To overcome our perfectionist tendencies so that we are freer to draw for fun and fulfillment. To become process-oriented rather than results-oriented.
Length / Commitment
- Meet once per week for 4 weeks
- 90 min each
- No time commitment outside class, but optional exercises will be provided if you're interested
Syllabus / Schedule
- We'll do intros, then talk about the value of giving up control in artmaking.
- Inspiration: Hilma af Klint, Surrealist Automatism, Dada chance collage
- Warmup: Automatic drawing. Let your hand move on your paper however it wants to, not trying to draw or write anything in particular, just making marks.
- Exercise: Blind contour drawing. We'll do a series of drawings in one continuous line, without looking at our papers.
- This week is about speed. We'll discuss the value of drawing so fast that your inner critic doesn't have time to get a word in. We'll also go over gesture--an overall movement and energy that's best captured quickly.
- Inspiration: Rembrandt's sketches, Qi Baishi's ink paintings, Nancy Beiman's cartooning
- Warmup: Make a set of abstract marks representing a set of provided prompts
- Exercise: Quick gesture drawing (10 second, 30 second, 1 minute, 2 minute poses)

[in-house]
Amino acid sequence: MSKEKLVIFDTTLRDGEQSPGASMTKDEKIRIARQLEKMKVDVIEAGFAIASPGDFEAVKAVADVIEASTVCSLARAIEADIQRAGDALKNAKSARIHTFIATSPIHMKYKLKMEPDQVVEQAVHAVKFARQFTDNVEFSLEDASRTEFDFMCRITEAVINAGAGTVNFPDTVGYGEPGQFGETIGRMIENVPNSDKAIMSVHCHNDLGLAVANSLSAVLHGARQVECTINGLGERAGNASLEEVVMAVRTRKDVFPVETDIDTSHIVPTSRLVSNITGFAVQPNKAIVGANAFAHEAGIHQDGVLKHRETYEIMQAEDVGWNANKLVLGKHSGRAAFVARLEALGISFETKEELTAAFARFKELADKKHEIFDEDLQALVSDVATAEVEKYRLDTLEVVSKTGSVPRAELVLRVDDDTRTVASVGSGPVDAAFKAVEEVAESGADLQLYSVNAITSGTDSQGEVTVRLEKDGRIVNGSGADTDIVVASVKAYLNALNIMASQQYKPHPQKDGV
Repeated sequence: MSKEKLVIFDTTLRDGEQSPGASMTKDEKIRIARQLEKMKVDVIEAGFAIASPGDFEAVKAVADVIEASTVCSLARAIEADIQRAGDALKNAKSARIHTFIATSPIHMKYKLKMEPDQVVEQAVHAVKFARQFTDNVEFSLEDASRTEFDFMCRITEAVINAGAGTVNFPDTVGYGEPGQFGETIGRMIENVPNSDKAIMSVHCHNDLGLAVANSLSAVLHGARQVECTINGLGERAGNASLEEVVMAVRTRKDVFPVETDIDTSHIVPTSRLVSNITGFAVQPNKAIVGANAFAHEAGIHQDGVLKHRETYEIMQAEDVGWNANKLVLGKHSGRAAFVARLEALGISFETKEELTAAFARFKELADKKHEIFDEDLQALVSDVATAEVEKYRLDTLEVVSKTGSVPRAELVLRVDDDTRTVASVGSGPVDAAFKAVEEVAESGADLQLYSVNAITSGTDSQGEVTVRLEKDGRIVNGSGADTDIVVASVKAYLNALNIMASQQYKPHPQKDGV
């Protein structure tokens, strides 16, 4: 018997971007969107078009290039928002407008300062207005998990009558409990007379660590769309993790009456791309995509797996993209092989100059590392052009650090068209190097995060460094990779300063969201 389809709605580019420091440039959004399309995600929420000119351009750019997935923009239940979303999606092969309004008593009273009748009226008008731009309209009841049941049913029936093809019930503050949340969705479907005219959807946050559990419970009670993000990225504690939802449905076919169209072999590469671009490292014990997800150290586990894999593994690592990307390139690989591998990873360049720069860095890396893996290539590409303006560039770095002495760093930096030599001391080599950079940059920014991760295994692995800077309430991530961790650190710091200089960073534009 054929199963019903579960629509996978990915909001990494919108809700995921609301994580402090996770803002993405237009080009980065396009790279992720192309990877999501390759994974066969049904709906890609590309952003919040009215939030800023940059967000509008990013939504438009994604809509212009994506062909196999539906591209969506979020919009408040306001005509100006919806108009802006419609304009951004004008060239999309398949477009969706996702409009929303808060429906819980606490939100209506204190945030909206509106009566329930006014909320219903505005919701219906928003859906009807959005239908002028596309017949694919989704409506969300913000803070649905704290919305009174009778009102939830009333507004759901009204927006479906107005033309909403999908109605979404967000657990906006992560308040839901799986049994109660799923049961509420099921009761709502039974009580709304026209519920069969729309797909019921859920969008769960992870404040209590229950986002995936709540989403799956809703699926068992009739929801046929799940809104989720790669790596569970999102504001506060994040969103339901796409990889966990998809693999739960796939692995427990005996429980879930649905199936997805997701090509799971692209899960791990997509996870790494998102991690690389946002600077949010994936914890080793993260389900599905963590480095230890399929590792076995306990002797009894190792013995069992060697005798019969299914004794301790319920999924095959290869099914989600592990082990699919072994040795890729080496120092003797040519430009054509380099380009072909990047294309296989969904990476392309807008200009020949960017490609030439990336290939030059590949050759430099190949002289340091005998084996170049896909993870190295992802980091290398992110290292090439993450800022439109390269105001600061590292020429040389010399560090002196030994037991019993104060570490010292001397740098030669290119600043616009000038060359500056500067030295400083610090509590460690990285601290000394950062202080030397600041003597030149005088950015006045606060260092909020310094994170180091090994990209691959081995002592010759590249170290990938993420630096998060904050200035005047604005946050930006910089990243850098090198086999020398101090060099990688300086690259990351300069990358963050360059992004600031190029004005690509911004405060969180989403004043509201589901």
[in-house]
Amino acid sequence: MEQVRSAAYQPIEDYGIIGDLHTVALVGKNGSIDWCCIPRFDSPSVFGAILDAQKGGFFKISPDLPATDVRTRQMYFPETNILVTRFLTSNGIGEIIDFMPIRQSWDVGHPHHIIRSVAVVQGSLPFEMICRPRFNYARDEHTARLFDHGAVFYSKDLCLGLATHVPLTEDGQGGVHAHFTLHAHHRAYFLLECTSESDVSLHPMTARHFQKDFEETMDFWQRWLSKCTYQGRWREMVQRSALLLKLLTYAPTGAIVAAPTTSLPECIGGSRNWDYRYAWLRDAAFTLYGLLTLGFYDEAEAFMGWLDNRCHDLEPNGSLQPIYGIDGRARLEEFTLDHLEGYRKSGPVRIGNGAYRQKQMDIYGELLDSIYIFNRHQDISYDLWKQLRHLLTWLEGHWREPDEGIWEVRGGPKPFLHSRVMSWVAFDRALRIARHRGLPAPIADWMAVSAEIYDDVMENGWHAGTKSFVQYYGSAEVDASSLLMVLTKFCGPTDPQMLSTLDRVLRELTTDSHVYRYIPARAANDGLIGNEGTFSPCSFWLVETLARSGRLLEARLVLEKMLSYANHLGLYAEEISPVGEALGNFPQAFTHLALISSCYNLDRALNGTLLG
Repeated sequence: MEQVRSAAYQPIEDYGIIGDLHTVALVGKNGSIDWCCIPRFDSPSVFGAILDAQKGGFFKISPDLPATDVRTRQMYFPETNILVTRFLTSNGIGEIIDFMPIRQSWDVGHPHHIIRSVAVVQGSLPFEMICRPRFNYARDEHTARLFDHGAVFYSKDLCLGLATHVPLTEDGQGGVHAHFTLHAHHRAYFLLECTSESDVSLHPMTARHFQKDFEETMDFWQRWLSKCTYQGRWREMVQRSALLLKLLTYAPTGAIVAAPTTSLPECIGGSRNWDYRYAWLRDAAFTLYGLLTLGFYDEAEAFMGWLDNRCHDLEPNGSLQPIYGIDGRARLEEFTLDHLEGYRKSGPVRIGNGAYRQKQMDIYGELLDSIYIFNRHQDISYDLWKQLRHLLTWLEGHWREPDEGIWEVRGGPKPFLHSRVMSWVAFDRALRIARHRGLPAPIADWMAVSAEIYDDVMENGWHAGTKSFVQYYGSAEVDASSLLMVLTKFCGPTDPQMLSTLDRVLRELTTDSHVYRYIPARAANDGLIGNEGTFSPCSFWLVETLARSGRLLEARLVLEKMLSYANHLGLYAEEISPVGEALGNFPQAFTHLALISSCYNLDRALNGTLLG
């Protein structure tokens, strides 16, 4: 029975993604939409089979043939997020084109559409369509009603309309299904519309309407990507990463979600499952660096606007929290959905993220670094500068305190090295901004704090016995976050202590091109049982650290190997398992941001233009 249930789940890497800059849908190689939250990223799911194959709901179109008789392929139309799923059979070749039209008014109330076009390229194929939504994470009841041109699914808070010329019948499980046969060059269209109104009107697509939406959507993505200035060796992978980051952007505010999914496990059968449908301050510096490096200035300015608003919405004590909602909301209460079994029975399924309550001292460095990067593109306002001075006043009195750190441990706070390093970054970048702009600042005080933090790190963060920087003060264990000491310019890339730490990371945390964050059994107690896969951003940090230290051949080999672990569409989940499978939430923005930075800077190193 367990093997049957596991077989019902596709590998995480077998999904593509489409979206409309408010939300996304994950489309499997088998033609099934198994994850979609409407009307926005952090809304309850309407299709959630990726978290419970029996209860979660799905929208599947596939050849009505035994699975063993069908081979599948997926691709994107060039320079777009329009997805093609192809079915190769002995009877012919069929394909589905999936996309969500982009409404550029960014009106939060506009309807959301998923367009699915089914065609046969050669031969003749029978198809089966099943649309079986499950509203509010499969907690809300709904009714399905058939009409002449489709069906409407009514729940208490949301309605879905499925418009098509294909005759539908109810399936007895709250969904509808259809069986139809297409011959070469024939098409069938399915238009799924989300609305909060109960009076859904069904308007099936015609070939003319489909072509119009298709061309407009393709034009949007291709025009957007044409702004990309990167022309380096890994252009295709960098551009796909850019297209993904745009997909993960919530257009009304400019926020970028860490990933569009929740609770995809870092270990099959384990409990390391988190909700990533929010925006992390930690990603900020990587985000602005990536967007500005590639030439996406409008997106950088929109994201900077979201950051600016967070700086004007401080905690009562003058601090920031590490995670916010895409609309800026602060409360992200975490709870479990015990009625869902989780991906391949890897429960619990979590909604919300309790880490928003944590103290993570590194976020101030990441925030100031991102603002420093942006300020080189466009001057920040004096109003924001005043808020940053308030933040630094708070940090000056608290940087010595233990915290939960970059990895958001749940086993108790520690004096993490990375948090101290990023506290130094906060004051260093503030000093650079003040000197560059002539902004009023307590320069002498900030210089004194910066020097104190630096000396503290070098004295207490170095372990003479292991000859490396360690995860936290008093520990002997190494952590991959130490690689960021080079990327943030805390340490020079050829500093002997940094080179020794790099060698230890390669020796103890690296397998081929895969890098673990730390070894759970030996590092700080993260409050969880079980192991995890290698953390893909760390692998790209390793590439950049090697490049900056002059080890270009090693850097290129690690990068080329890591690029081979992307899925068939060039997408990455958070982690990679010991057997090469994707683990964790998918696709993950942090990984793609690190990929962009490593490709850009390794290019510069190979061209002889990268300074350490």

- We'll discuss how to bypass the constant judgment of "does this look recognizably like X?" by turning off your brain and breaking things up into basic abstract shapes and values.
- Inspiration: Harriet Powers' quilts, Cubism, tangrams
- Warmup: Mindful mark making. Make 10 identical copies each of a set of basic marks.
- Exercise: Upside down drawing. I'll provide an upside-down reference image to draw. Afterward we'll turn our drawings right side up to see how we did.
- We'll discuss how deliberately changing our perspective and looking at things from unusual angles and extremely close up can lead to a sense of discovery and play.
- Inspiration: Georgia O'Keefe's paintings, Robert Mapplethorpe's flower photography, Albrecht Durer's Great Piece of Turf
- Warmup: Make your own version of the two faces/one vase optical illusion
- Exercise: Extreme crops. We'll draw recognizable objects, but you will choose such extreme cropped views of them that they become almost abstract.
A set of drawings representing all the exercises we did.
Who Should Sign Up
Those who are interested in drawing more for self fulfillment, but find themselves giving up because they feel like they aren't aren't "good enough" or are otherwise fixated on the results rather than enjoyment of the process.